A CONTENTIOUS ferries report which led to a misconduct allegation against Audit Scotland is to be independently reviewed following a Greenock Telegraph investigation.

The disputed document contains cost estimates for returning vehicle-carrying vessels to the Gourock-Dunoon route 80 per cent higher than expert analysis commissioned by the Scottish Government.

Audit Scotland — which used senior Transport Scotland officials and the boss of a rival ferry firm as advisors — quoted figures of up to £30 million each for two new ships to replace the existing passenger-only craft.

Connectivity minister Paul Wheelhouse has decided to keep the cancellation-plagued boats on value for money grounds following publication of the report, 'Transport Scotland's Ferry Services'.

Now, following a series of Tele articles and a complaint against Audit Scotland by the Dunoon-Gourock Ferry Action Group, it has been confirmed that an official probe is to take place.

In a letter sent to the action group, audit quality associate director Elaine Boyd stated: "After consideration of the issues that you have raised, I have decided to initiate a formal review."

Ms Boyd added: "For clarity, the Audit Quality and Appointments team operates independently of the audit teams that carry out audits for the Auditor General."

Specialist transport consultants MVA, hired by the government in 2013 at a cost of £50,000, recommended ships of at least 40 metres in length to cope with changing weather conditions on the route, and stated that car ferries would cost £6 million each.

The organisation in charge of Scotland's national ferries fleet, Caledonian Maritime Assets Ltd [CMAL], says the current 'ballpark' figure for vessels capable of carrying 220 passengers and 40 cars is £10 million — a fraction of the figures published by Audit Scotland.

First Minister Nicola Sturgeon previously declared that 'the status quo is not an option' in relation to the current unreliable vessels, which were previously officially dismissed as 'not fit for purpose'.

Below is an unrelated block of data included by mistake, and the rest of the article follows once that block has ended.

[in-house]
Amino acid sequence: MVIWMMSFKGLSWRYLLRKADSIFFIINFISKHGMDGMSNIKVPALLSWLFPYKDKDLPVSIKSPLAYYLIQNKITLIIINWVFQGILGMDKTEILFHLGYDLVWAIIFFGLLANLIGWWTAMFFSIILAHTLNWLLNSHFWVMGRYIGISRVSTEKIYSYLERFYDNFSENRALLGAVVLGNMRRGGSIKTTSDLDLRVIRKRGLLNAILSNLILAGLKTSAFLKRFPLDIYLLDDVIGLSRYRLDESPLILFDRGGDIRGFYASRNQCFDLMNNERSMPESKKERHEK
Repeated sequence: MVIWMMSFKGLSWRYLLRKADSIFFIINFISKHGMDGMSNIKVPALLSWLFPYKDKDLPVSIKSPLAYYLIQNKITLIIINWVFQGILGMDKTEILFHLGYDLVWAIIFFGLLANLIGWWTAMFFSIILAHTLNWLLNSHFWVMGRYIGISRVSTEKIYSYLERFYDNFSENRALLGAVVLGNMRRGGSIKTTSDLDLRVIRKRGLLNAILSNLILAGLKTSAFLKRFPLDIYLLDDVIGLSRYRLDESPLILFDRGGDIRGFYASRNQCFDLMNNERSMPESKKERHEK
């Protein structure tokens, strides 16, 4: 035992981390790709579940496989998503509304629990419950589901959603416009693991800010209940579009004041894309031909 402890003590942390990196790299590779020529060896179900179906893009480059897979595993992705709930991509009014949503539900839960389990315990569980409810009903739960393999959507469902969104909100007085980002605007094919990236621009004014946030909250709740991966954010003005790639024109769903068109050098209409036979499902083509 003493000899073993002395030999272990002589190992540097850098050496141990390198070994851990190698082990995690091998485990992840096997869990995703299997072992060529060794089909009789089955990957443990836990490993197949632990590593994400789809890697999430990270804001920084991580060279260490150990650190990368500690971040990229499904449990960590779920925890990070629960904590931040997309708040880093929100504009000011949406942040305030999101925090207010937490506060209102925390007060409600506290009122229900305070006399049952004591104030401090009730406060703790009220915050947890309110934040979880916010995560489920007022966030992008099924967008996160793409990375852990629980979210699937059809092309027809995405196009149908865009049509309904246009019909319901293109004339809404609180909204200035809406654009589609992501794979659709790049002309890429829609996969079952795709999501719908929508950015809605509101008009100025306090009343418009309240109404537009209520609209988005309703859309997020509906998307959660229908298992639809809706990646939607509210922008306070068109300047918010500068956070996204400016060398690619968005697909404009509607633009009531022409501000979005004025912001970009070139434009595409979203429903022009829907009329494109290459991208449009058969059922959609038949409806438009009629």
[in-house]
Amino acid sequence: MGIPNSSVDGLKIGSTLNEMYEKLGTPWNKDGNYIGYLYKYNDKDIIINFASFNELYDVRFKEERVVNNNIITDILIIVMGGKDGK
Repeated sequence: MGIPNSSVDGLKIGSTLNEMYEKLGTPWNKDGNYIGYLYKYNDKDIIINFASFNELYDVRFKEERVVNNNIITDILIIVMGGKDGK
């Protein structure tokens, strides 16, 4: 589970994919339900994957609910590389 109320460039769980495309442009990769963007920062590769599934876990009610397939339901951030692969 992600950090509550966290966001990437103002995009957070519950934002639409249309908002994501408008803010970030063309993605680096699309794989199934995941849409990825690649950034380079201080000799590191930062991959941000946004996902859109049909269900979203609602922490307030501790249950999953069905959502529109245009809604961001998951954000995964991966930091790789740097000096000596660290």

MVs Argyll Flyer and Ali Cat, operated by Caledonian MacBrayne, have suffered more than 4,500 cancelled sailings in the last three-and-a-half years due to mechanical breakdowns and because they can't cope with windy weather.

In the first six months of this year alone there were 678 failures to sail — equivalent to 113 cancellations every month.

But minister Mr Wheelhouse is keeping them, and a previously stated government 'wish' to have car ferries returned to the route has been sunk in the wake of the Audit Scotland report.

Official policy now is a 'commitment' to providing a passenger-only service, with no indication of when any improved vessels will come into service.

The Telegraph told last month how two top Transport Scotland officials, Graham Laidlaw and Richard Hadfield, were part of an advisory group — along with Western Ferries managing director Gordon Ross — whose input was sought by Auditor General Caroline Gardner for the report.

The action group insist that a statement from Transport Scotland that it 'shared the concerns of others over the accuracy of the cost data assumed' by Audit Scotland amounts to prima facie evidence of misconduct in a public office.

In the group's formal complaint, convener Susanna Rice stated: "They [Mr Laidlaw and Mr Hadfield] will have been given copies of the draft report before its publication to help verify its accuracy.

"Their concerns must have been ignored by officers of Audit Scotland."

Action group spokesman Ken Barr said yesterday: "That Audit Scotland thought it appropriate to use advisors from the department they were auditing and, furthermore, use an MD of a competing commercial operation in a similar capacity, is incredible and beggars belief.

"This is particularly true when those advisors did not question the highly inflated costs for two ferries for the route when they must have known that the figures used by Audit Scotland were inaccurate."

Transport Scotland declined to comment on the decision to have a formal indepedent review, stating: "This is a matter for Audit Scotland and the Dunoon-Gourock Ferry Action Group."

Audit Scotland declined to comment.